At Independent Art Fair, young artists explore heritage, identity and healing

New York’s very first Art week at his best. From May 5-12, the city teems with local and tourist art lovers as four major art fairs and more than 20 museums, galleries and auction houses host countless events and programs. Open to the public today, Independent Art Fair returned to Spring Studios in Tribeca for its 13th edition with an exhibit of more than 65 emerging and mid-size exhibitors. While galleries are expected to put their best foot forward at an art fair, Independent felt innovative and diverse – a glimpse of some of the most exciting talent in contemporary art.

Heritage and Identity

This year, many exhibitors have chosen to bring works by young and emerging artists exploring personal and collective heritage and identity, in both figurative and abstract forms. In Nicola Vassell’s stand, three large, colorful paintings by self-taught artist Uman exuded an intoxicating energy. Born in Somalia, Uman grew up in Kenya and Denmark before moving to New York. With rich, vibrant colors and compositions that follow the line of figuration and abstraction, her works explore this varied cultural heritage, as well as gender fluidity and spirituality.

Nearby, moniquemeloche features a solo booth of black-figure portraits by Harlem-based artist David Shrobe. Combining a range of rich textiles, paint and ink with mixed media elements like wood, photographic prints and gemstones, Shrobe creates textured, layered works that rethink the history of classical portraiture as a tool for represent the elite. He draws inspiration from his family and neighborhood in Harlem, as well as references to art history to portray black archetypes absent from the portrait.

Reframing traditional systems and American life is Devin N. Morris, whose mixed media paintings are on display at the Deli Gallery booth. Through dreamlike scenes in assembled frames, Morris explores themes of innocence, acts of kindness, and racial and sexual identity, in particular male interactions and the experience of being both black and queer. .

Healing through art

While much of the art of the past two years has addressed themes of isolation, healing emerges as a popular theme in this edition. A welcome departure from the predominantly two-dimensional works of the other stands, the Derek Eller Gallery features a stunning wire and mixed-media sculpture by Michelle Segre. Standing over 10 feet tall, Haggis Orbit (2020) dominated the stand. Resembling a giant dreamcatcher, the work relates to Segre’s interest in art as a means of connecting, transforming and healing. Attached to the black woven structure is a large rock-like ball painted a vibrant, almost electrified blue.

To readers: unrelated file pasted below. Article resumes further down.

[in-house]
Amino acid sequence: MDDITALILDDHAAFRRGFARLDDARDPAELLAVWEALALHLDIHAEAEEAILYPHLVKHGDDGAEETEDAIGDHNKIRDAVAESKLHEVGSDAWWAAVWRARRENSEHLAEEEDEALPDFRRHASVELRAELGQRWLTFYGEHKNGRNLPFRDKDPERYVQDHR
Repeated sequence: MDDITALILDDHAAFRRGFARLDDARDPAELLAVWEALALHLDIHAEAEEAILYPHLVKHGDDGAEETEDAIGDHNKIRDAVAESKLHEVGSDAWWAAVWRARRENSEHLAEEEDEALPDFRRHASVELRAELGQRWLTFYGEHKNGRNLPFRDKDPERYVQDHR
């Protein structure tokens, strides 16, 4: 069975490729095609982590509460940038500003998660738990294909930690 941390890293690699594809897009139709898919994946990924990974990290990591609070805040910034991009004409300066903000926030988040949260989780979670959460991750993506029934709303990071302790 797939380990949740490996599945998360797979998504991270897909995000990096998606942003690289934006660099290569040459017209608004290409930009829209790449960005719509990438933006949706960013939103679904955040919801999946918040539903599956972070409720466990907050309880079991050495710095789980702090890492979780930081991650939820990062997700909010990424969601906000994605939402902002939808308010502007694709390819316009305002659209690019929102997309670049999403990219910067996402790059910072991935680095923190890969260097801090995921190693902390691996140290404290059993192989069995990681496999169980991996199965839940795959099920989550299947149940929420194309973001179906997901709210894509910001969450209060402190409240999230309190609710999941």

Another highlight of the fair is Nicelle Beauchene Gallery’s presentation of mixed-media relief paintings by Ruby Sky Stiler alongside a cotton and corduroy quilt by Carey George from the historic Gee’s Bend of the Alabama, a famous group of black women who have been making quilts for generations and recently has captured the attention of the blue-chip art world, exemplified in Hauser and Wirth’s dedicated exhibit earlier this spring.

vanessa german. Photography courtesy of Kasmin Gallery and Independent.

At Clearing, Marguerite Humeau explores the medicinal qualities of plants with an elegant gold sculpture of an exploded poppy flower. Part of his “Energy Flows” series, the work relates to the ancient doctrine of signature theory that certain plants resemble the effect they have on humans. Humeau’s poppy rests like a sleeping head whose seeds burst like a web of dreams.

Artist, poet and activist vanessa german is well versed in art as a form of personal and social healing. She often uses her art to challenge the effects of historical and current injustices, racism and sexism. In his works on display at Kasmin’s booth, German features small figurative sculptures made of various found objects and materials, including seashells, earrings, braids and keys.

Creative growth. Photograph courtesy of Creative Growth and Independent New York.

An art fair that gives back

After two tumultuous years for people around the world, a spirit of charity also permeated this year’s edition in the form of three non-profit stalls selling art at a bargain price to raise funds. RxART, an organization that partners with some of the biggest names in contemporary art to bring art into hospitals, features works by Loie Hollowell, Derrick Adams and Harold Ancart. The stand also presents a playful and pink installation by Nicolas Party that links the space to the artist’s project at the Children’s Hospital of Los Angeles.

Raising funds for the Coalition for the Homeless, Artware Editions presents its Artist Plate Project, which puts iconic artworks by Joel Mesler and Carmen Herrera on dishes. On the other side of the mezzanine, Creative Growth, a non-profit organization that supports artists with intellectual disabilities, presented a selection of abstract and vibrant works by Nicole Storm. Exuding a palpable energy, Storm’s practice has a performative element stemming from her constantly moving creative process, not in a studio, but rather as she moves through her daily life.

While art fairs are notorious for exhausting visitors, Independent was refreshing and inspiring. The works on display told stories, challenged stories, and invited the viewer to ask questions other than “Is it available?” »

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